lost to Oklahoma 43-10. And the last game - the one that lingers in the memory during a long non-bowl offseason, they were thumped by Nebraska 45-17. Absent EA sports animation or another exceptional coaching effort, recruits will see the disparity between the Ducks and the Buffaloes and prefer to quack.
Conventional coach-speak is that you recruit better with national TV exposure. But more analytically, you recruit better if you are already good. Then you may convince the top recruits that you are already on the way to the mountaintop, and they are the special ones to make history in getting you there. But if your team is exposed as woefully non-competitive with top teams during national exposure, it may do more harm to recruiting than good.
And while there are NCAA scholarship limitations designed to prevent stockpiling, that hasn’t curtailed the emergence of perennial super teams. Rather, this TV network arms race appears to be only more mortar in the building of super teams. That appears to be a recipe for increased benefits for the haves and more embarrassing despair for the have-nots.
The potential for an increasing gap within the conference is but a micro-version of the disparity likely to grow between the strong TV networked conferences and the remaining conferences. I fear that advocates for the parity of pre-2011 Boise State and Utah with the best of the Big 6 conferences will have a muted tone in future years. Utah built a respectable program. But it surrendered to the Pac 12 in realization that it is better to be adopted by a networked conference than to be orphaned without it. It realized that there is not likely to be parity without networked TV, which provides a sizeable revenue split that will allow them to compete for a more impressive stadium, more funds for recruiting, more academic support, glitzy locker rooms, NFL-styled workout facilities, money to hire top coaches, and the goodwill that appeals in a special way to the video generation. Football is just a different animal. If Duke has twelve times the Rhoades Scholars and hoops championships as the entire Pac 12, they still can’t get the next Cam Newton on current facilities. They too are upgrading facilities, but Congress will balance the budget long before a Cam II plays across from Cameron Indoor Stadium.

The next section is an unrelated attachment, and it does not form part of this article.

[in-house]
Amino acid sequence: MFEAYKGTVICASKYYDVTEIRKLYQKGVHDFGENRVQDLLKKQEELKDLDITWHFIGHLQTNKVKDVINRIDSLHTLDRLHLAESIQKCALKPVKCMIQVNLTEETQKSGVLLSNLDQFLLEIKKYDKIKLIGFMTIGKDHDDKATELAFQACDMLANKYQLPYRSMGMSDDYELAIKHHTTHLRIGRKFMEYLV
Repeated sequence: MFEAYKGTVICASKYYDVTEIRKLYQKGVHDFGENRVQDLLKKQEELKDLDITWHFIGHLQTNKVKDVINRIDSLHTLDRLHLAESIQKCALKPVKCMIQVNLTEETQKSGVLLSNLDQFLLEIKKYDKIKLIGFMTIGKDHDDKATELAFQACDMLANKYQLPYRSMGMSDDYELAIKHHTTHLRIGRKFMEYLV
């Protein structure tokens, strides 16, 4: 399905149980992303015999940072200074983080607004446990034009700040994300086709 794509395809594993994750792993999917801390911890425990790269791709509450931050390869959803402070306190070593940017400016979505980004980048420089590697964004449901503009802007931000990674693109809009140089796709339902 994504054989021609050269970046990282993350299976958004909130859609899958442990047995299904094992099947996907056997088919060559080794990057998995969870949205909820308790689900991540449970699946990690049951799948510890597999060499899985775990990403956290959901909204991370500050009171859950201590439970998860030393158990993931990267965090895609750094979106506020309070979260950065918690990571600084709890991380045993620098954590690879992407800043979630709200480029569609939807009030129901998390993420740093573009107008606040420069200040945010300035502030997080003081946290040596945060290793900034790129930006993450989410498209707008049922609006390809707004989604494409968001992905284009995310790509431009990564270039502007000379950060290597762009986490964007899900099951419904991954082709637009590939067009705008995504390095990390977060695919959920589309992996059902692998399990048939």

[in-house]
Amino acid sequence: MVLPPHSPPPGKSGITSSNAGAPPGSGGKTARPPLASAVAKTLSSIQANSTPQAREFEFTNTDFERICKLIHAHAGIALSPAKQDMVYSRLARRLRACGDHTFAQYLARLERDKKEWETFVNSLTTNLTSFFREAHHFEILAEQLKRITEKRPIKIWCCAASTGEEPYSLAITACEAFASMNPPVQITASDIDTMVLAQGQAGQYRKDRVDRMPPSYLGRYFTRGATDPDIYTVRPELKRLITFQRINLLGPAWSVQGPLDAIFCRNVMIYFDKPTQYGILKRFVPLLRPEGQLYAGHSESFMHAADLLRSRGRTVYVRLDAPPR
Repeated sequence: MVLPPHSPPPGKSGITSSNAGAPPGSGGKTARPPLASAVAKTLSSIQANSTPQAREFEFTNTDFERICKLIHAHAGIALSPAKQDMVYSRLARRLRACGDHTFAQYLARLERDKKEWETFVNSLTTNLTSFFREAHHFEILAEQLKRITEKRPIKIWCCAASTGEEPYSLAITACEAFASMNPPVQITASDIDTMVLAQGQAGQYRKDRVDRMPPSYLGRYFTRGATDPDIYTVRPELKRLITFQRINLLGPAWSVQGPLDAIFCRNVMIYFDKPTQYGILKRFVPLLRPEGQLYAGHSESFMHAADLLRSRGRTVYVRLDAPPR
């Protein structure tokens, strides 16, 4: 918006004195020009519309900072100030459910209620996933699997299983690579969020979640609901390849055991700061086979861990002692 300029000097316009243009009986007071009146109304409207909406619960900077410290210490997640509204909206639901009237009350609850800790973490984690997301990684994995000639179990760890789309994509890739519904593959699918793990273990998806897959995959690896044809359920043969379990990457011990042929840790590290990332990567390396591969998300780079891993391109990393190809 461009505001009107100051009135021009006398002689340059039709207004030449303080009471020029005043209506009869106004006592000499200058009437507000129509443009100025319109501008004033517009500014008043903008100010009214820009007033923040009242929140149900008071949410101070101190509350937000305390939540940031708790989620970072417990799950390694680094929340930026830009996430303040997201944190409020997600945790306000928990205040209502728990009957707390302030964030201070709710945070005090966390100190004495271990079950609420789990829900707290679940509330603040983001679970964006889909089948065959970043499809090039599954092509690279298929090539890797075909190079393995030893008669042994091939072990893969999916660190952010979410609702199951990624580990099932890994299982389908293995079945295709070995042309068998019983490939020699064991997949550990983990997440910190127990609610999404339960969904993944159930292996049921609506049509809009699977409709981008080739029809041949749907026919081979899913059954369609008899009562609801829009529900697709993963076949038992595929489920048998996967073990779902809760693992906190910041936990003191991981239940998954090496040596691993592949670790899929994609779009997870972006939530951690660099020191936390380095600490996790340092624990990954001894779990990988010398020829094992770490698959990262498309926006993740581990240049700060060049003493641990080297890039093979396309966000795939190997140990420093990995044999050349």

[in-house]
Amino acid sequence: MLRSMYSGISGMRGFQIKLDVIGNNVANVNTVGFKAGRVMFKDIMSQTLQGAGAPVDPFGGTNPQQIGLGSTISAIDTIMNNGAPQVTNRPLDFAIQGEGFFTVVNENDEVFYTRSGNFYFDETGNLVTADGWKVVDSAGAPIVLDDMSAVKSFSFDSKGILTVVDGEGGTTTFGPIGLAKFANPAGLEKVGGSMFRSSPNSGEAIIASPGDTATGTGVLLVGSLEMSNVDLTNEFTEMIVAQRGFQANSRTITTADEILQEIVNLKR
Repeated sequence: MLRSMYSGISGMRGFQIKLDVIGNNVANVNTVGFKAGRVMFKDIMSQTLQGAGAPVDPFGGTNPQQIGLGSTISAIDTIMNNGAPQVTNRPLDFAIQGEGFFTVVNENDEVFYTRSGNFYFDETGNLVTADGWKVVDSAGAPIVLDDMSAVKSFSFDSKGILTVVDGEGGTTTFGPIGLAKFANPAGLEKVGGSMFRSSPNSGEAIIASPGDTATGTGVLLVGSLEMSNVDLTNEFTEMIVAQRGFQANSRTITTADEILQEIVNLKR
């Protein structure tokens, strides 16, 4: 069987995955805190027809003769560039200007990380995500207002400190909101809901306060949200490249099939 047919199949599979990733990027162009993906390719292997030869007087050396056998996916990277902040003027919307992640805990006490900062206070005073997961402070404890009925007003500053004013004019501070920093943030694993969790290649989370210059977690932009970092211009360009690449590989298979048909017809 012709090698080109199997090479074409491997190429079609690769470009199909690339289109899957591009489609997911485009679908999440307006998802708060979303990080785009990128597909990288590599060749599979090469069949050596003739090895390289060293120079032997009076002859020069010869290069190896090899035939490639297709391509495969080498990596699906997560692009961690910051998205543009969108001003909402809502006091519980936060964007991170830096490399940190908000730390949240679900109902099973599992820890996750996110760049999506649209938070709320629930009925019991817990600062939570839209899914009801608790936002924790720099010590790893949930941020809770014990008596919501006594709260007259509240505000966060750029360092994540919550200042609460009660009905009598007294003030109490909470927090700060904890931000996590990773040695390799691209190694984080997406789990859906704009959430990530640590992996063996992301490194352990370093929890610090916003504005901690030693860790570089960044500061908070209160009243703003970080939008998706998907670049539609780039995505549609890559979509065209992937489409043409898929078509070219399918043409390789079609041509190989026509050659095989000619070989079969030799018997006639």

The reason the NFL structured draft choices so the worst get first picks is to increase parity. That is because parity brings more drama which brings more fans. It’s been good for the NFL, and it would be good for college football. So despite public optimism about a team’s upcoming season, I suspect the Super Pac 12 network is privately a daunting challenge for the have-nots.
One of the good features of the conference network is that each team will get a bigger revenue piece than it had prior to the super deal. But look behind the transaction. That raises the issue of revenue sharing among teams. Do the worst teams get more revenue than the successful programs to overcome the disparities? Under the Pac 12 deal, the teams share revenue equally. That does not add parity unless there is an economies of scale where after a certain point, there are diminishing returns for excess. No ceiling in the arms races appears from what I can see. No super team is returning funds to donors. So it is hard to find how equal splits cure the pre-existing inequalities.